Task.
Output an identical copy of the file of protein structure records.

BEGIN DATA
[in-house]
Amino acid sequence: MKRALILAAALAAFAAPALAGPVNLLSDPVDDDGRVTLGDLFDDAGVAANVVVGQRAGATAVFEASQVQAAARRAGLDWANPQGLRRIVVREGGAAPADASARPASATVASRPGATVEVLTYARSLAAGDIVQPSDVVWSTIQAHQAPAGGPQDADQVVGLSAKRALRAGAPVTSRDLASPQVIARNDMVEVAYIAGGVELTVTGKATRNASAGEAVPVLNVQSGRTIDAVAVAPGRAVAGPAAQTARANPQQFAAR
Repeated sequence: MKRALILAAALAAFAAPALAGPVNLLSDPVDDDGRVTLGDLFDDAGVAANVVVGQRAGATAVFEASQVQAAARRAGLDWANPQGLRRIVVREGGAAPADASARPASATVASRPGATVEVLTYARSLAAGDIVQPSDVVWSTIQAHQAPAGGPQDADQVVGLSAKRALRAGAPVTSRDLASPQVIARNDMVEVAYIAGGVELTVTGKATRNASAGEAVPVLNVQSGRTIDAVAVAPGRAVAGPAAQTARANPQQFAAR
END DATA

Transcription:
[in-house]
Amino acid sequence: MKRALILAAALAAFAAPALAGPVNLLSDPVDDDGRVTLGDLFDDAGVAANVVVGQRAGATAVFEASQVQAAARRAGLDWANPQGLRRIVVREGGAAPADASARPASATVASRPGATVEVLTYARSLAAGDIVQPSDVVWSTIQAHQAPAGGPQDADQVVGLSAKRALRAGAPVTSRDLASPQVIARNDMVEVAYIAGGVELTVTGKATRNASAGEAVPVLNVQSGRTIDAVAVAPGRAVAGPAAQTARANPQQFAAR
Repeated sequence: MKRALILAAALAAFAAPALAGPVNLLSDPVDDDGRVTLGDLFDDAGVAANVVVGQRAGATAVFEASQVQAAARRAGLDWANPQGLRRIVVREGGAAPADASARPASATVASRPGATVEVLTYARSLAAGDIVQPSDVVWSTIQAHQAPAGGPQDADQVVGLSAKRALRAGAPVTSRDLASPQVIARNDMVEVAYIAGGVELTVTGKATRNASAGEAVPVLNVQSGRTIDAVAVAPGRAVAGPAAQTARANPQQFAAR